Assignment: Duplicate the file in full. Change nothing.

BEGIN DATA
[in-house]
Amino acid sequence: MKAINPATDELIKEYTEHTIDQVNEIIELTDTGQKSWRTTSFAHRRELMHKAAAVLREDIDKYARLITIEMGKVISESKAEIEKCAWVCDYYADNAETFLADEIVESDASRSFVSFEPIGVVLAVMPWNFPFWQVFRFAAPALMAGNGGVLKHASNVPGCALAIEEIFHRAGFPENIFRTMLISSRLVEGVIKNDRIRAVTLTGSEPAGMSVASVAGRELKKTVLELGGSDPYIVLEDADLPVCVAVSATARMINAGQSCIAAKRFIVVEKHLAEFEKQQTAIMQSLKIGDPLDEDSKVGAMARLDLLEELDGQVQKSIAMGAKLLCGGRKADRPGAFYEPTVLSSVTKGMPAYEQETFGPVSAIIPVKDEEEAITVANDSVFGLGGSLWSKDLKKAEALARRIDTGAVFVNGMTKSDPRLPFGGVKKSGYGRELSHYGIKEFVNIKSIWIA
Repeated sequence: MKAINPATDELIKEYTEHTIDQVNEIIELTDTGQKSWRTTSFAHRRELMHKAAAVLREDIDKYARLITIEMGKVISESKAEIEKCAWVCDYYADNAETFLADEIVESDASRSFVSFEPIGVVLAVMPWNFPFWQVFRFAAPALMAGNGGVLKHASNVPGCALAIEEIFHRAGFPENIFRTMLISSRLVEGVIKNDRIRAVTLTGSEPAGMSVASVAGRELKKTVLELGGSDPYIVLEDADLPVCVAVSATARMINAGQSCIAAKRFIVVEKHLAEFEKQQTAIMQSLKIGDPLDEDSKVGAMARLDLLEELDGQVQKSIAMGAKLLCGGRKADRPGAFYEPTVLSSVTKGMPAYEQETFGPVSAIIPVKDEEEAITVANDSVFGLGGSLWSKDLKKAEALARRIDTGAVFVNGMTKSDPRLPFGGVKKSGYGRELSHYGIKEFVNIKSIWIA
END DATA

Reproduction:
[in-house]
Amino acid sequence: MKAINPATDELIKEYTEHTIDQVNEIIELTDTGQKSWRTTSFAHRRELMHKAAAVLREDIDKYARLITIEMGKVISESKAEIEKCAWVCDYYADNAETFLADEIVESDASRSFVSFEPIGVVLAVMPWNFPFWQVFRFAAPALMAGNGGVLKHASNVPGCALAIEEIFHRAGFPENIFRTMLISSRLVEGVIKNDRIRAVTLTGSEPAGMSVASVAGRELKKTVLELGGSDPYIVLEDADLPVCVAVSATARMINAGQSCIAAKRFIVVEKHLAEFEKQQTAIMQSLKIGDPLDEDSKVGAMARLDLLEELDGQVQKSIAMGAKLLCGGRKADRPGAFYEPTVLSSVTKGMPAYEQETFGPVSAIIPVKDEEEAITVANDSVFGLGGSLWSKDLKKAEALARRIDTGAVFVNGMTKSDPRLPFGGVKKSGYGRELSHYGIKEFVNIKSIWIA
Repeated sequence: MKAINPATDELIKEYTEHTIDQVNEIIELTDTGQKSWRTTSFAHRRELMHKAAAVLREDIDKYARLITIEMGKVISESKAEIEKCAWVCDYYADNAETFLADEIVESDASRSFVSFEPIGVVLAVMPWNFPFWQVFRFAAPALMAGNGGVLKHASNVPGCALAIEEIFHRAGFPENIFRTMLISSRLVEGVIKNDRIRAVTLTGSEPAGMSVASVAGRELKKTVLELGGSDPYIVLEDADLPVCVAVSATARMINAGQSCIAAKRFIVVEKHLAEFEKQQTAIMQSLKIGDPLDEDSKVGAMARLDLLEELDGQVQKSIAMGAKLLCGGRKADRPGAFYEPTVLSSVTKGMPAYEQETFGPVSAIIPVKDEEEAITVANDSVFGLGGSLWSKDLKKAEALARRIDTGAVFVNGMTKSDPRLPFGGVKKSGYGRELSHYGIKEFVNIKSIWIA